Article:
Each week we walked progressively further and with a heavier pack, and the PT became more strenuous by the day. At the end of the programme eighteen guys were left from the original pre-selection group. We were in top shape and in good spirits. No selection could stop us now!
The Special Forces selection course, also presented in the Dukuduku State Forest, was intense, but it was way too short for me to ever think of giving up. In addition to the eighteen candidates who had passed Special Forces Orientation, eleven medical doctors were earmarked to do the selection with us.
In 1983 the demand for qualified doctors during special operations forced the authorities to allow doctors to join Special Forces – and do the actual selection – while doing their national service. Once they passed the selection, they would do selective Special Forces training so they could be deployed on certain special missions. As an incentive, they could work in a hospital of their choice after completing their national service to specialise in a specific field of interest. Many of the young doctors doing national service saw this as a way to advance their careers, and did not mind sweating a bit of blood to make it happen.
Over three days we were exposed to a series of the most strenuous physical exercises – intended also to be psychologically taxing. One particularly challenging test involved a team of five having to carry a fuel drum filled with water over a distance of 12 km. The team had to improvise a way to carry the drum using two logs and some rope. Since two of the guys in my team were tall, they took one end while the shorties (myself and another midget) took the other. It was up to the team to decide how to rotate the fifth person. The shorter guys ended up taking most of the weight. This was character-building stuff, as we were also carrying our full kit and rifles. The end never seemed to come.
There were other exercises, like Octopus and Iron Cross, that were physically quite tough, but since they were all group exercises I found them relatively tolerable. For me the only really demanding test was the interrogation phase, towards the end of the course. The instructors concocted a devious plan to capture us, one by one, as we patrolled through a stretch of thick undergrowth. With our arms tied behind our backs and our faces hooded, we were transported to the base where the “interrogation” commenced – and lasted throughout the night.
I was expecting this, but nothing had prepared me for the shock of the extreme cold. My clothes were removed and I was tied to a post on a bare gravel surface. Then the agony started, as some sadist kept pouring ice water over me. At about midnight I discovered that I could retain some body heat by lying flat in the mud that was forming beneath me, and by keeping my legs closely pressed together. But my tormentor had obviously seen this trick before, as he ordered me onto my hands and knees. By kicking my legs open, he could shoot buckets of icy water up my backside – right up into the core of my body where I kept the last warmth, and where he knew it really mattered.
Relief came in the form of the interrogation sessions, where they placed us one by one in front of a blinding white light while an interrogator peppered us with nonsensical questions. Since the movement had warmed my numb limbs and the rays of the light were pleasantly warm on my naked body, I found this quite a treat and tried to extend my time with the interrogator by babbling on and on. This was subsequently held against me: my report after the course stated that I might be a security risk as I was “prone to giving secrets away”!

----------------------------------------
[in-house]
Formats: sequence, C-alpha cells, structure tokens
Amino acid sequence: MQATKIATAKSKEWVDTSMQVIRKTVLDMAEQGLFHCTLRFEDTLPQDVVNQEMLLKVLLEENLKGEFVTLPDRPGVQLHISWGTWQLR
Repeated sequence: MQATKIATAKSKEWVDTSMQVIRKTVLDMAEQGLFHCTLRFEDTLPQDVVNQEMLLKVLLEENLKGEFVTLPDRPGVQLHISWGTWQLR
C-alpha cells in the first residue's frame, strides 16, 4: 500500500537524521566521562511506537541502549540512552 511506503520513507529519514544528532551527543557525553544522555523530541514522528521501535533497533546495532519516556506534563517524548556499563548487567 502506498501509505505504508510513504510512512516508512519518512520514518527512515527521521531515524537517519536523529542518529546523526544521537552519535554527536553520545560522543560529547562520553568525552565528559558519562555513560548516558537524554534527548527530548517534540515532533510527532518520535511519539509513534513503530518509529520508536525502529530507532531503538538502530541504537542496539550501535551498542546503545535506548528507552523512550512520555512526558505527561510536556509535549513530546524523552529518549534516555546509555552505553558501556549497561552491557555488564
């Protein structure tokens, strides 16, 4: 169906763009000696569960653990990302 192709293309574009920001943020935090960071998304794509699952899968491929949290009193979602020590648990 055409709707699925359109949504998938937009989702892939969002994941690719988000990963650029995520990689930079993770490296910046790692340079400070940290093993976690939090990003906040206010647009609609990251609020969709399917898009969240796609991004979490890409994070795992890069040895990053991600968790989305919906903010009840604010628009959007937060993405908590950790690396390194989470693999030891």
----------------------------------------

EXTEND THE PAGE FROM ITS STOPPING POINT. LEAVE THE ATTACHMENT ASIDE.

The South African Recce selection course in those days was known to be physically extremely demanding, as the weight of the equipment and the distances covered were beyond the abilities of the average soldier. But, indeed, so were most of the Special Forces operations executed at the time. The purpose of the programme was to select the very best – those who showed the physical and mental stamina to cope with the demands of operations deep inside hostile territory.
Over the years it was often asked whether the rigorous Special Forces selection process didn’t eliminate candidates who might not have had the physical ability but who could have been assets in other respects. To me this was no argument, since I believed that physical endurance and mental ability went hand in hand. And in any event, I felt that the psychological pressures during those few days were the proverbial “cup of tea”.
In my opinion three aspects made the selection relatively easy compared to my first selection at 31 Battalion a few years before. Firstly, everyone knew that it would be over in three days, as the same pattern had been followed in previous selection courses. Secondly, all the exercises were done in teams, which ensured that you consistently had a measure of peer support. Thirdly, we had an audience all the way through; the constant presence of psychologists, medics, instructors and operator-evaluators probably inspired many of us to keep up the performance.
After the Special Forces selection was completed, eleven of the original 300 candidates were left. I had a strange sense, similar to that when we finished the 31 Battalion recce wing selection, that the programme should have lasted another two or three days – to sort out the borderline cases that were not meant to become Recces. I was convinced that a few of my comrades made the selection purely on peer support. Had their buddies given up, they would not have seen the end of selection either.